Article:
Umm, yes Senior Lecturer

The myth suggests that anyone can build a business from scratch, entering a market of their choice and end up, with hard work and determination, making a fortune.

This is not true. Modern capitalism has evolved to make sure that markets do not work.

This in the year that Google turns 21.

20 comments on “Umm, yes Senior Lecturer

  1. FFS

    Someone go on his site and suggests he Googles “top young entrepreneurs” to find list after list of people who have done just what he says can’t be done.

    then suggest (as you mention) he ponders that today’s internet behemoths are all the result of young entrepreneurs.

    Then ask him to reflect on how financially unsuccessful he has been despite claiming to know everything…..

  2. Nothing could offend Capt. Potato more than someone building a business from scratch, entering a market of their choice and ending up, with hard work and determination, making a fortune.

    So much so that he tirelessly promotes policies to prevent it.

  3. Building a business from scratch, mortgaging your assets to fund it, working all the hours God sends for years – this is just the price of a ticket in the lottery of life. Lots of clever people with good ideas and reasonable business sense do this, and fall flat on their faces through bad luck or bad timing. A tiny minority become billionaires.

    Such is life.

  4. Typical Murphy.

    He cherry picks two facts, the decrease in number of publicly held companies and the decrease in companies choosing to go public, and then grandly pronounces that “markets are failing”. Why?

    Reasons. And as with any grand pronouncement by Murphy, we never get to see his work that actually justifies anything he says. What we get are a couple of graphs (done by other people) that, in and of themselves, don’t prove a thing.

    There are various reasons that could account for a decrease in listed companies and a fall off of new listings that have nothing to do with “market failure”. Here’s one possibility: The rise of venture capitalism offers companies an alternative to going public to acquire funding for growth. Here’s another: Cost. Going public is an expensive proposition. And once public, there are significant compliance costs to be incurred. And those costs have continued to rise, especially over the past ten years or so. Here’s another: The rise of LLCs and LLPs. These two forms of organization provide an enormous amount of flexibility in forming and organizing joint ventures… far beyond what a partnership, s corporation or c corporation can provide. Those are just three that popped in my head. I’m sure there are quite a few others.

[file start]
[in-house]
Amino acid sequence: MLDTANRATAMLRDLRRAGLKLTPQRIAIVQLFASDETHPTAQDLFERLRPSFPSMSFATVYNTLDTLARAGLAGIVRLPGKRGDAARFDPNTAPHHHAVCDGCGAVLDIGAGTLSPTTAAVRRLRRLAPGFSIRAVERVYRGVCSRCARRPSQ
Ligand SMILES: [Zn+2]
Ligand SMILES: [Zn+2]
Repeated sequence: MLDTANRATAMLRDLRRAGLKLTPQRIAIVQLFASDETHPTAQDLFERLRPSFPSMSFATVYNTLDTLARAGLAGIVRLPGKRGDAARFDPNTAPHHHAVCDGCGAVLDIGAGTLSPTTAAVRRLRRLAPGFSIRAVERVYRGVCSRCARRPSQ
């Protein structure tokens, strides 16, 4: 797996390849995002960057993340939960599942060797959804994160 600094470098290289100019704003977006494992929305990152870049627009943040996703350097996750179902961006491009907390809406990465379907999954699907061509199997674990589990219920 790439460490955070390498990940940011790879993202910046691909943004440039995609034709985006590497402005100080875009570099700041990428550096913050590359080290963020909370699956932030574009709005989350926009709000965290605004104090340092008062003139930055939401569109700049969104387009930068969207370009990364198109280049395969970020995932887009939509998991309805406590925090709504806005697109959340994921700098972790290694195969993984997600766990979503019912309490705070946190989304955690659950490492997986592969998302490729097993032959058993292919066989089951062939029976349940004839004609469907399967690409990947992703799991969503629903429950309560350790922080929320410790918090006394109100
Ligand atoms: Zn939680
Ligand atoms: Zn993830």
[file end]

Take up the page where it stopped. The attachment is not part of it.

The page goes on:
So what do we have? Personal prejudice dripping with resentment. Or, to put it another way, Typical Murphy.

  5. The first comment on RM’s blog:

    So because the number of companies floated per annum is declining you assume the “market is more concentrated and keeping out new entrants to preserve monopoly power”..how misleading a single chart can be!

    What your conclusion fails to grasp is the size and growth of unlisted private companies such is the source of capital in this area..McKinsey in their Private Markets review in 2018 showed the private market grew 18% in 2018 and since 2000 it has grown by 7.5 times https://www.mckinsey.com/industries/private-equity-and-principal-investors/our-insights/mckinseys-private-markets-annual-review

    The term “disrupter” is thrown around all the time and that is another definition for small businesses attacking the market share of established businesses. After all it matters not to the end consumer if a company is listed or not. Increasingly it matters less to investors as they can easily access private markets through managed funds.

    RM’s response? Respectfully, 18% of what?

    What’s beautiful about RM’s response is that he tacitly concedes that (1) he doesn’t know the size (in either capitalization, sales, or anything else) of privately held companies in the USA, and (2) he hasn’t accounted for them in his grand pronouncement.

    The man’s a genius.

  6. One of the great myths of modern capitalism is that markets work

    As Straw Men go this is right up there. If he cares to look at countries run along his principles, he’d find them working even less well – Venezuela, anyone?

    I like the idea that the number of IPOs being in decline is his indicator for ‘Market failure’ – truly the man’s ignorance is boundless. He seems in unusually prolific form at the moment. Almost every post contains new levels of stupidity,

    Tim

    I take it you’ll be reading ”The Progressive Economy Forum general election guide’ to provide yourself with the necessary dose of daily laughter the doctors recommend?

  7. Who needs to quote Americans when the richest guy in the UK – James Ratcliffe grew up in a council house? There’s another James (Dyson) done pretty well and dozens who are merely millionaires.

  8. He says I can’t do what I have done?

    And am still doing.

    Hey, didn’t he get involved with someone who started a business back when he was an accountant?